We obtained T-DNA insertion lines for the three genes, which showed low or no expression of the targeted gene (Figure 6B-D). Germination responses in these mutants were analysed to confirm their involvement in RGL2-, thus gibberellin-mediated germination regulation. Germination rates were examined in response to paclobutrazol (PAC), a gibberellin biosynthesis inhibitor, as well as to abscisic acid, which opposes gibberellin action in germination (Figure 7). As controls, we analysed germination responses of both wild type and the ga1-3 rga-t2 rgl2-1 mutant. The loss of function of RGL2 in this triple mutant does not only rescue the non-germinating phenotype of the ga1-3 rga-t2 mutant (Figure 1), but also renders these seeds insensitive to PAC (Figure 7). However, their germination responses to abscisic acid did not differ significantly from those of wild type. Germination of at2g45210 seeds was more severely inhibited than the wild-type seeds by all treatments, indicating that this mutant is hypersensitive to both PAC and abscisic acid with respect to germination. The effect of PAC on seed germination of athb2 and athb5 mutants, on the other hand, was not significantly different from that of the wild type. However, athb2 and athb5 mutant seeds differed in their germination response to abscisic acid; at a low concentration (1μM), germination of athb2, but not athb5, is more strongly inhibited than germination of wild-type seeds. However, at higher concentrations of abscisic acid tested, germination of both mutants is inhibited to a greater extent than that of the wild type. The increased sensitivity to abscisic acid of the athb2 and athb5 mutant seeds further prompted us to test whether expression of either gene is responsive to abscisic acid treatment. We therefore determined the relative expression of ATHB2 and ATHB5 in ga1-3 rga-t2 rgl2-1 and ga1-3 rga-t2 seeds that were imbibed in water or abscisic acid (Additional file 4). Interestingly, the transcript levels of the two genes do not differ between the water- and abscisic acid-treatments. In the presence of RGL2, ATHB2 is expressed at a significantly higher level, while ATHB5 shows lower transcript levels.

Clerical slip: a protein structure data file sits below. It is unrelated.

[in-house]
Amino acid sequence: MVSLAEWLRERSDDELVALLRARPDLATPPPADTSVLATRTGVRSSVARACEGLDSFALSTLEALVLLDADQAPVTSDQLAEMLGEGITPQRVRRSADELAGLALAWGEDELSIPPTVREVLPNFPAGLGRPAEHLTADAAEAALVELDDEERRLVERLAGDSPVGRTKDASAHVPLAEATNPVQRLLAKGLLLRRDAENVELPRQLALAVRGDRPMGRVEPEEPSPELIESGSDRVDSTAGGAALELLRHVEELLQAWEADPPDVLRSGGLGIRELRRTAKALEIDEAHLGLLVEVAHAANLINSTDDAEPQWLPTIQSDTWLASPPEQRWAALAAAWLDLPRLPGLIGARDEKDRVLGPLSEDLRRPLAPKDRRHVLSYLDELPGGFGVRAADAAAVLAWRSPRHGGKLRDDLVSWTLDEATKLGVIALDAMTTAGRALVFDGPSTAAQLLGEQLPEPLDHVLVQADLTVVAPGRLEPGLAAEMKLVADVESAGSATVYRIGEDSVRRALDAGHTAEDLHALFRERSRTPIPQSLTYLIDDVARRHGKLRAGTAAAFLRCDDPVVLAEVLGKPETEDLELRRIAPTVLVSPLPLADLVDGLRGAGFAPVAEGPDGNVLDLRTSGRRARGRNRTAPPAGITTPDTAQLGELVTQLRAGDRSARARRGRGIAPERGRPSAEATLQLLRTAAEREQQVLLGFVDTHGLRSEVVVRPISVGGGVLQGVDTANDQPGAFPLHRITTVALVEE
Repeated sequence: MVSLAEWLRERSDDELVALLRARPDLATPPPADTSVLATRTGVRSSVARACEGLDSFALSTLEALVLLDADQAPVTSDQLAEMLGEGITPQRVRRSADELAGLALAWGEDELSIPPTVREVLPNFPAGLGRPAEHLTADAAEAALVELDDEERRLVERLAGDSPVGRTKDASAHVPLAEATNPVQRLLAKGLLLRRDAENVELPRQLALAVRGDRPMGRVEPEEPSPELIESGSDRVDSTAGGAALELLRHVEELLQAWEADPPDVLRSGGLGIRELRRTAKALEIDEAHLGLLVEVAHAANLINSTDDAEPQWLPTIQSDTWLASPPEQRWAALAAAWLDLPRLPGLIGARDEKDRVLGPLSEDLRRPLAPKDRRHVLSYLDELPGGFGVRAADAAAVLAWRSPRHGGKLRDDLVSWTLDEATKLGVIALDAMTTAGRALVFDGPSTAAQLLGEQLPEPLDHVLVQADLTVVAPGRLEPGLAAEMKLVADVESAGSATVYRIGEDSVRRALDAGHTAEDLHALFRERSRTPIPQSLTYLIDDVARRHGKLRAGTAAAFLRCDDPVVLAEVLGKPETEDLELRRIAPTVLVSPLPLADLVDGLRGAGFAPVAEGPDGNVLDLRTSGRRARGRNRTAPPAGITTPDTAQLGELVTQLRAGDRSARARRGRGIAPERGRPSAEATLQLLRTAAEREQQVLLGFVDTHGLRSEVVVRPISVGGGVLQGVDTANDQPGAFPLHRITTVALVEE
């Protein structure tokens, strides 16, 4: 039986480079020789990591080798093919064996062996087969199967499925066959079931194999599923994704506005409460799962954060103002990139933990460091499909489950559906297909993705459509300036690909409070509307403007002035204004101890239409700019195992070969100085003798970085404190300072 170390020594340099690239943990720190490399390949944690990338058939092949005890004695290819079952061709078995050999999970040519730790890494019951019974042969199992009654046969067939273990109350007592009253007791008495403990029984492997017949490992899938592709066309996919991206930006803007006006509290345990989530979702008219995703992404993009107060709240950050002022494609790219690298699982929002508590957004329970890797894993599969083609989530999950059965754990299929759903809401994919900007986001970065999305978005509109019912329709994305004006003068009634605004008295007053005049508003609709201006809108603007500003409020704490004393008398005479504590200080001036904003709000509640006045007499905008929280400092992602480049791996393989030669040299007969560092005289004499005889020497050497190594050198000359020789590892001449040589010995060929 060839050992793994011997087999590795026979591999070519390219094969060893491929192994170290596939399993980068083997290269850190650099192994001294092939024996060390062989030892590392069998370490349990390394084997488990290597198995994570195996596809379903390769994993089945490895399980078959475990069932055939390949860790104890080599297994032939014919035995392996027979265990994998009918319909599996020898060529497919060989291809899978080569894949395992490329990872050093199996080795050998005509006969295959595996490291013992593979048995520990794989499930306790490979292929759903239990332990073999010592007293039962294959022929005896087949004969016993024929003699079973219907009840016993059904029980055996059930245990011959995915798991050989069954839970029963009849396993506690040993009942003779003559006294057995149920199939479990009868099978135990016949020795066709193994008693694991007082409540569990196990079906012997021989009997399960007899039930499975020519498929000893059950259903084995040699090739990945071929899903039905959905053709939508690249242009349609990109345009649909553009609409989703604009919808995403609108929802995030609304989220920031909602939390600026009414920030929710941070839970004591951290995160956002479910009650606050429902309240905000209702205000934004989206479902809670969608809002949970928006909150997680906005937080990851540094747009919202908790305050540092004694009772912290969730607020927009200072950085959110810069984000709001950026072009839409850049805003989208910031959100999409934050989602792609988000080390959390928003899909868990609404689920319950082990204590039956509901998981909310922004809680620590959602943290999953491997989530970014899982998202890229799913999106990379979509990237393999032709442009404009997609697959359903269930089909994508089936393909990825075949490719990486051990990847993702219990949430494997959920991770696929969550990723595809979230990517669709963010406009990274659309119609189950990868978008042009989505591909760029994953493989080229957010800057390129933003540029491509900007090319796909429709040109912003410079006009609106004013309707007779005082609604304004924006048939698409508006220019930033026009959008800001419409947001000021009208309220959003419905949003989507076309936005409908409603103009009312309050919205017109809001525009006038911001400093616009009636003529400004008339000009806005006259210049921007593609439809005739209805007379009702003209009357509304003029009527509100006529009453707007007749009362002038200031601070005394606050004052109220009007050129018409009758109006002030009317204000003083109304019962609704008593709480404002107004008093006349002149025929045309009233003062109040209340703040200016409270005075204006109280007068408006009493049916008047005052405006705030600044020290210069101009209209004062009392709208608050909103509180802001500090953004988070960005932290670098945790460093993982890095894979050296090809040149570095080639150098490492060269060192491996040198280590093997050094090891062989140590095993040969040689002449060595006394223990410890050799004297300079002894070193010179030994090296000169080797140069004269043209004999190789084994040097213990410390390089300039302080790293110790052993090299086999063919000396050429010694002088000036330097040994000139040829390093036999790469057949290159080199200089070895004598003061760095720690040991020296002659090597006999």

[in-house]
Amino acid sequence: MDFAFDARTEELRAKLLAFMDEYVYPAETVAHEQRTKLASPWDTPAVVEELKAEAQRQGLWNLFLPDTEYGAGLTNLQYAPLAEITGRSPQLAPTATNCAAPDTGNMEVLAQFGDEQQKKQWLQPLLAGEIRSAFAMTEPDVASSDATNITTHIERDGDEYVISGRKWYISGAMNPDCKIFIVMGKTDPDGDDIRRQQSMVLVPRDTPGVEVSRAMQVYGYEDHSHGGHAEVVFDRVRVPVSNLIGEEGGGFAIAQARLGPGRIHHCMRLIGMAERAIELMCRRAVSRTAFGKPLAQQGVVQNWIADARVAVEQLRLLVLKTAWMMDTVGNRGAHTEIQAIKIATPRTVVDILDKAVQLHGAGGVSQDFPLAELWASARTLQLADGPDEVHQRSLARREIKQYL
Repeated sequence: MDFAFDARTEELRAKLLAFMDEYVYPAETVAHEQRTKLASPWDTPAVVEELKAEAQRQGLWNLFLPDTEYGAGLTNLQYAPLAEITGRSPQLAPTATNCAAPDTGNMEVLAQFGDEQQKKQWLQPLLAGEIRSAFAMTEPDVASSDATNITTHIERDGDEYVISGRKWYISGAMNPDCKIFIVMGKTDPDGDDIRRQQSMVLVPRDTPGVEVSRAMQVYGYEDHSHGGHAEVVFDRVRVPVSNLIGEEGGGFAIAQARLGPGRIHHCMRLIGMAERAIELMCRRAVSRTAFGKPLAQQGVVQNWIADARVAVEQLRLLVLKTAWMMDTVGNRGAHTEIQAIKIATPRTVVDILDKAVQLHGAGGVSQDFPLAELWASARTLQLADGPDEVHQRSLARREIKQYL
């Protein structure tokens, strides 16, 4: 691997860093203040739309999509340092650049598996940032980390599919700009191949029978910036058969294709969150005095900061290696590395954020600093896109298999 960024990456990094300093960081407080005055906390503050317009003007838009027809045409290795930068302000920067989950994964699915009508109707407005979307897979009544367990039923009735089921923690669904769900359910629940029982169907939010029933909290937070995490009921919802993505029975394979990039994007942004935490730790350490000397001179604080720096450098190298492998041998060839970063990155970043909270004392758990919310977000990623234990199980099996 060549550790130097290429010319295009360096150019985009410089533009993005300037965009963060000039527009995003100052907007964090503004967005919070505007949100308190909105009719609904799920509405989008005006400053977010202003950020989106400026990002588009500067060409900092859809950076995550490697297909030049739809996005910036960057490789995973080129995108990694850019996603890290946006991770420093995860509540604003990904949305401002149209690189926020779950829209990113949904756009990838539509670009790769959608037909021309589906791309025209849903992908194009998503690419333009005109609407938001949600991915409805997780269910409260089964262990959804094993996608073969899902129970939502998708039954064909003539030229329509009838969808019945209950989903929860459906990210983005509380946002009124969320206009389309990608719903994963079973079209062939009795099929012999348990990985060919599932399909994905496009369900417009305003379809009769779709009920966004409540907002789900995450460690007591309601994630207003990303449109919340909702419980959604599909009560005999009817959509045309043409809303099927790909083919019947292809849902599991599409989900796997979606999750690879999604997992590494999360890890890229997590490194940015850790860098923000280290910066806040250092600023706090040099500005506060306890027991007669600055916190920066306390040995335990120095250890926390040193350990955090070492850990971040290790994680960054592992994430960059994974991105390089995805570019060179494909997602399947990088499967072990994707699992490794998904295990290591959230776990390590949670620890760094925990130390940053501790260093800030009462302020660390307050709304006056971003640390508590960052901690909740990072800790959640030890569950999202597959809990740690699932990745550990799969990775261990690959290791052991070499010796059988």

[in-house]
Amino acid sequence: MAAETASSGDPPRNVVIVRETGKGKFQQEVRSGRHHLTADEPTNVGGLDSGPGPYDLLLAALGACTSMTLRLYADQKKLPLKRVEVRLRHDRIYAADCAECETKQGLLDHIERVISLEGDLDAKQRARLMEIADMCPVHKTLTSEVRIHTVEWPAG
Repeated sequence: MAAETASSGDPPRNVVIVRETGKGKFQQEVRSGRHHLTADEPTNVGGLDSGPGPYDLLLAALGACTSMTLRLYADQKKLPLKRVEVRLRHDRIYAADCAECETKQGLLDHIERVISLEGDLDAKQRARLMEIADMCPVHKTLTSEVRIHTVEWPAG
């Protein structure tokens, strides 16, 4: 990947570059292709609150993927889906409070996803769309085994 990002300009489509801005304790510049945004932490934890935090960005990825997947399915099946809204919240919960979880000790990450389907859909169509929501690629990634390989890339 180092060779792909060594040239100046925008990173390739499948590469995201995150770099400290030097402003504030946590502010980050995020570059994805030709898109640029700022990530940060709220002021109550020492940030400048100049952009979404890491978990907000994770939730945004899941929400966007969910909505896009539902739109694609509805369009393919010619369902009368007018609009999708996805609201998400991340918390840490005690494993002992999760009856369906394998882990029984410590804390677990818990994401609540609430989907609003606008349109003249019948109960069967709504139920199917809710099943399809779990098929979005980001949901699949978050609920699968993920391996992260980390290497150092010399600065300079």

RGL2-mediated arrest of germination likely induces a state of secondary dormancy